The terrible complexity of domestic violence created a wrenching scene this week in a Gila County Superior courtroom.
The judge, police officers and women from the Time Out Domestic Violence Shelter all sat in bemused, discouraged surprise as a victim of domestic violence pleaded with the judge to not send her man to prison.
Nonetheless, Judge Pro Tem Gary Scales sentenced Charles DeBurger to almost seven years in jail, mostly because of his long list of prior felony convictions — including three aggravated assaults, a robbery, two burglaries and two unlawful flights from three prison sentences. He also had a history of alcohol abuse — stemming no doubt from his own history of abuse as a child.
The case that landed him in prison grew out of an argument with his girlfriend and mother of his children that spun out of control. After a day of back-and-forth arguing, the woman took the teenage girl and an infant and fled. DeBurger gave chase, repeatedly bumping her car as the terrified teenager frantically called 911.
The incident had all the hallmarks of a classic domestic violence case, the great scourge of our society that afflicts an estimated one in three women at some point in their lives. Domestic violence does tremendous damage to those who suffer the blows — and the children who bear witness. Sometimes, the sins of the fathers are visited upon the children generation after generation — with people raised in a world of abuse and neglect and violence repeating those patterns with their own children.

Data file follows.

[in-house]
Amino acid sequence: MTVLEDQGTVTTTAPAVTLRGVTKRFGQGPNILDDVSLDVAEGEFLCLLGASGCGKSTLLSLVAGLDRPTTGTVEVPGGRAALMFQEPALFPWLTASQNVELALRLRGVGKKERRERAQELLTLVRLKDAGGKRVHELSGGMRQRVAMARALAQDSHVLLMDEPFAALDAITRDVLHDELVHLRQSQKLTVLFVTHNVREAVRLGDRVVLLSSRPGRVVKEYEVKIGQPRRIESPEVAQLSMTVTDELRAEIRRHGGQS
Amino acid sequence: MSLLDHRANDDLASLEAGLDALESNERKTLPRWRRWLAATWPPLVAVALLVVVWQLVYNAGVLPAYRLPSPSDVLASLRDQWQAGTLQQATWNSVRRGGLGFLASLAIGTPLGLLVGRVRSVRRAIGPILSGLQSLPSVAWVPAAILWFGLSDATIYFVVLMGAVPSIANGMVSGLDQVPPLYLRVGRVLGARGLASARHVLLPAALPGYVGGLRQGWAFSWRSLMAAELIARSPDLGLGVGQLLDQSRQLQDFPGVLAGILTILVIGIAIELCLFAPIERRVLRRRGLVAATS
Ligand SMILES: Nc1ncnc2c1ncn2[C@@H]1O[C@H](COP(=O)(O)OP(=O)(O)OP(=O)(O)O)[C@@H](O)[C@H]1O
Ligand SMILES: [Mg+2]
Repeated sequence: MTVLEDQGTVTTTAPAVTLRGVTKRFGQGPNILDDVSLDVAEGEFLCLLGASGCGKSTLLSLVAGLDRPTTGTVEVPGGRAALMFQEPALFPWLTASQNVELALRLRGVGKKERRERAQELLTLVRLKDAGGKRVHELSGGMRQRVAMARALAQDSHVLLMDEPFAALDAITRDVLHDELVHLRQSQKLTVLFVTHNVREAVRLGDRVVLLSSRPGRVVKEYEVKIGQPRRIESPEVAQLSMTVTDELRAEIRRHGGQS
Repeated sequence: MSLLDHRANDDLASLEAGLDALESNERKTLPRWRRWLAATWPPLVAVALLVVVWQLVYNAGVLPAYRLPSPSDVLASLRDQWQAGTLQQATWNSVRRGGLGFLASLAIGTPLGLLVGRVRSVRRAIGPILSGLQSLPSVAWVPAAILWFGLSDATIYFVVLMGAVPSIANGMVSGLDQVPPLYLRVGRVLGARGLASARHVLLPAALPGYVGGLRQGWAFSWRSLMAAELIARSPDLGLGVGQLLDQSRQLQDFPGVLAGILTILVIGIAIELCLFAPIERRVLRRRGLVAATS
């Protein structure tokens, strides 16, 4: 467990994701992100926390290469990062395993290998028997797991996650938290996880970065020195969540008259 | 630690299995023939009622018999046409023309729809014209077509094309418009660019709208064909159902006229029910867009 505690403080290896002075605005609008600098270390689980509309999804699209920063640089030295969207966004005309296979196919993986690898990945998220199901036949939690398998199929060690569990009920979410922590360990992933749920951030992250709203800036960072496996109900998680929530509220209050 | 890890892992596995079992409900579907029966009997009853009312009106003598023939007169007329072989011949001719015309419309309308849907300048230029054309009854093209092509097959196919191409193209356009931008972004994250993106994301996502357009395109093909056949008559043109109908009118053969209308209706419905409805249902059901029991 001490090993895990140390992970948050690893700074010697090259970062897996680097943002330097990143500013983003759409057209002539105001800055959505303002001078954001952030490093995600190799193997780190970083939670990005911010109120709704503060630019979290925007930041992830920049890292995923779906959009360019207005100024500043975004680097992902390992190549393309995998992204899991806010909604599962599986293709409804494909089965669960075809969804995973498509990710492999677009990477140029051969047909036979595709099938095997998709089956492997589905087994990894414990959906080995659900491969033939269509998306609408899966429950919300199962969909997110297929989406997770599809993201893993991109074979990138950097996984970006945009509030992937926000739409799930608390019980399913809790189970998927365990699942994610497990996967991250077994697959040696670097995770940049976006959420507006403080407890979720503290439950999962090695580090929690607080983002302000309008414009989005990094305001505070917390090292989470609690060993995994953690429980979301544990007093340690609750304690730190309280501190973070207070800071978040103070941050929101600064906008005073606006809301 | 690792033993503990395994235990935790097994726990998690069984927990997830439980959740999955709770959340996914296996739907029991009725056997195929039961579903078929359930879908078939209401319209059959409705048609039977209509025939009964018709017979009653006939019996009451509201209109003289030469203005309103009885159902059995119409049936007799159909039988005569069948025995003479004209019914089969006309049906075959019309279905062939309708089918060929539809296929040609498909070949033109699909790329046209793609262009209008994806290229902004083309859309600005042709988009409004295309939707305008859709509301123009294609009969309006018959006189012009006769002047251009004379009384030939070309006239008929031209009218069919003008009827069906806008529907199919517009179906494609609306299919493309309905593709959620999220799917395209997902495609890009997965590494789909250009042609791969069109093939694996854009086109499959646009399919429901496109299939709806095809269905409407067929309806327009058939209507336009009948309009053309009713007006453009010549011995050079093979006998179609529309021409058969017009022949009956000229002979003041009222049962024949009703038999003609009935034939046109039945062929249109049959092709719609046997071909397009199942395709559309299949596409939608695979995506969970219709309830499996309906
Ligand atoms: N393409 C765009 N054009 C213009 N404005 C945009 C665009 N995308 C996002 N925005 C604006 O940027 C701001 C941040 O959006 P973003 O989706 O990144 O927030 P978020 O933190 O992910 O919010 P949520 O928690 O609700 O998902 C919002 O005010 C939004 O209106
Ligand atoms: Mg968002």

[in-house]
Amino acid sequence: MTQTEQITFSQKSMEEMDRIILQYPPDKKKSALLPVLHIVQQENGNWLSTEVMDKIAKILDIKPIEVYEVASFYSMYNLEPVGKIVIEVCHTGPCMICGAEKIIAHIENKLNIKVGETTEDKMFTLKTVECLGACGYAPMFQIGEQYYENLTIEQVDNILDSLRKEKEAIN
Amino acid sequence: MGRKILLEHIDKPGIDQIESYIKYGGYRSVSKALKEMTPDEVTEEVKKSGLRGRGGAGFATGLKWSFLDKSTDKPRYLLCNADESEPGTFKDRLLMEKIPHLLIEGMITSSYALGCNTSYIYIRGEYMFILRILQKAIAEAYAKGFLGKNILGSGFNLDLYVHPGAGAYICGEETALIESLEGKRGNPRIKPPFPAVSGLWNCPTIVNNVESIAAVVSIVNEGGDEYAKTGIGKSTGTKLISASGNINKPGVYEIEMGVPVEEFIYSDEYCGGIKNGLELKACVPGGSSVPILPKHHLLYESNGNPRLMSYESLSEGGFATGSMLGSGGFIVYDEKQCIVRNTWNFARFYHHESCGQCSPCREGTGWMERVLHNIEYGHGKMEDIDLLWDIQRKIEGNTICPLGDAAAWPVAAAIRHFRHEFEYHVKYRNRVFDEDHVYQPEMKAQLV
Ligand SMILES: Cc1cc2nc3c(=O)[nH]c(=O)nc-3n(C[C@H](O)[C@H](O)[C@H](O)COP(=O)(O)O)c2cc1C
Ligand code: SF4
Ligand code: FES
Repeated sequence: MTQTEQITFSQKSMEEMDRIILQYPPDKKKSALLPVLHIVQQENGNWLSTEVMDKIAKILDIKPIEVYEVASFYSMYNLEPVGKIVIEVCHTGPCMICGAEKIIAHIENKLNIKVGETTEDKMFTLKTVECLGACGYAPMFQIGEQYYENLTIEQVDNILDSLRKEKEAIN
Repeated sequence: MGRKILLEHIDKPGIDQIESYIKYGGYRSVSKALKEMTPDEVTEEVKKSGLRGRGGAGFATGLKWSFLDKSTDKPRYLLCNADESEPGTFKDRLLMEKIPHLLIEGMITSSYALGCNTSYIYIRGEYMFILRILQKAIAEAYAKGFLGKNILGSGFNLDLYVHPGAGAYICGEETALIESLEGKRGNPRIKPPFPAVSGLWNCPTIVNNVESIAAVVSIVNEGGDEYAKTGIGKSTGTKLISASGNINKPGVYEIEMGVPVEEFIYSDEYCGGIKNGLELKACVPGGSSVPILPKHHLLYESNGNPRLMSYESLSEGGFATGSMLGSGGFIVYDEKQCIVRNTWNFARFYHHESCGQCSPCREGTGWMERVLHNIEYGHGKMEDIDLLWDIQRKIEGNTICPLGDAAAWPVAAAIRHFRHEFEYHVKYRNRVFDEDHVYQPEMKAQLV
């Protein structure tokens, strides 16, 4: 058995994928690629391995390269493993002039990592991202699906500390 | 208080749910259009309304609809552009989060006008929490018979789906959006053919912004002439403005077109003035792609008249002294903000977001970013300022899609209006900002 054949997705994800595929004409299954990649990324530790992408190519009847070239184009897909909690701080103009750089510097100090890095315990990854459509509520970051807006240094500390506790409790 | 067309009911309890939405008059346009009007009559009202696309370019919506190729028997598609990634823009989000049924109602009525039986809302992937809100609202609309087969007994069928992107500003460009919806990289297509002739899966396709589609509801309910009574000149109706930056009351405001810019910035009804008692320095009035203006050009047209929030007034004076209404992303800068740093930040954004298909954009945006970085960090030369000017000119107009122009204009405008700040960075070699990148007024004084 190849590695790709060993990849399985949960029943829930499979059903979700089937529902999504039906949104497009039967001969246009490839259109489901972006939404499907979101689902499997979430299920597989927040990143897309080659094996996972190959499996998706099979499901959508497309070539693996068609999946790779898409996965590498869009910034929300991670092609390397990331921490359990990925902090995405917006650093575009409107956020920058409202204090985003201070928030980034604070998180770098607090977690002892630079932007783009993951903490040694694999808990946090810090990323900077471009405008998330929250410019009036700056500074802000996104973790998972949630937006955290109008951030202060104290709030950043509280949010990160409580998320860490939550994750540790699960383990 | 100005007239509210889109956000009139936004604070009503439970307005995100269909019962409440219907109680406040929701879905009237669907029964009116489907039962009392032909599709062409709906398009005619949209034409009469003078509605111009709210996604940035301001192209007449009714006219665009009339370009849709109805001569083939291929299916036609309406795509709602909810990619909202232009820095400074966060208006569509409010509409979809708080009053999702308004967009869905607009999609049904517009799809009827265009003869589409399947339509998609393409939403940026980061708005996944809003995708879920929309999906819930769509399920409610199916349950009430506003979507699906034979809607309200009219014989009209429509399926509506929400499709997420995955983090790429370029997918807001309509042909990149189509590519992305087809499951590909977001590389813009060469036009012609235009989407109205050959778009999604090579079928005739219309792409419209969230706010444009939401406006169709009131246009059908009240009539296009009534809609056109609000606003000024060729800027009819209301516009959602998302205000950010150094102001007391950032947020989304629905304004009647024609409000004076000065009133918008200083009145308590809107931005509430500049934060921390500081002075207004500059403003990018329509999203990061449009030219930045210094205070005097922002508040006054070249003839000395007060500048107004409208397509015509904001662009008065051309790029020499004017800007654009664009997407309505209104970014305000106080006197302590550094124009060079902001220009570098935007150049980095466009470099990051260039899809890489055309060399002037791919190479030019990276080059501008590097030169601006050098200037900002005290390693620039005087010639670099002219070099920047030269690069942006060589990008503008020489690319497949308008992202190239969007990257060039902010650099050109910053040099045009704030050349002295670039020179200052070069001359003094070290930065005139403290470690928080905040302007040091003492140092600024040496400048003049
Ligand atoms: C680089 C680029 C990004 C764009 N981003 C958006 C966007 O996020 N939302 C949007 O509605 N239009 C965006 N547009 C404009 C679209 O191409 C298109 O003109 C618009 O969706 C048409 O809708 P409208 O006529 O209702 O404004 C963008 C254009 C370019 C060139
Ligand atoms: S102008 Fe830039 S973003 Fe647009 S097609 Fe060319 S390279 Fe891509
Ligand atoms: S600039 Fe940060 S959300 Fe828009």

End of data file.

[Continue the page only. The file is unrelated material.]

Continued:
Domestic violence and child abuse and neglect lie at the root of so many ills, including failure in school, crime, alcoholism, drug use and host of other disorders that ripple throughout society. We all pay an enormous price for ignoring this most common of violent crimes.
This most recent case illustrated that sad truth as well, as the presentencing report and the wrenching statements at the time of sentencing so tragically underscored. Both Mr. DeBurger and the woman he terrified and nearly ran off the road had their own family and personal histories, which came into play.
Given the desperation with which Mr. DeBurger’s victim pleaded for his release so that she could marry him — the judge probably saved her from worse abuse to come by sentencing him to prison. Unfortunately, the judge had few plausible alternatives, given the lack of resources to help people break out of the terrible patterns of abuse — often as intricate as the ties that bind alcoholics and their enablers.
If nothing else, the long sentence despite the sobs of the victim will demonstrate this society’s growing intolerance for this intimate violence — even if the victims seem inexplicably willing to tolerate abuse indefinitely.
Mr. DeBurger’s heartbroken victim said it was all her fault — she provoked him to violence by leaving.
But she’s wrong and we hope the sentence and the story will convince every man struggling against anger and fear and resentment of this one, simple truth. There’s no excuse. There’s no alibi. There’s no doubt. When you unleash that violence, you’ve broken the law, you’ve betrayed any love you claim to have, you’ve forfeited any claim to sympathy or understanding.
Ironically enough, Mr. DeBurger himself had it right. He said: “I am scared and weak. It is all my fault. I made the decision that I did. I should have got help years ago.”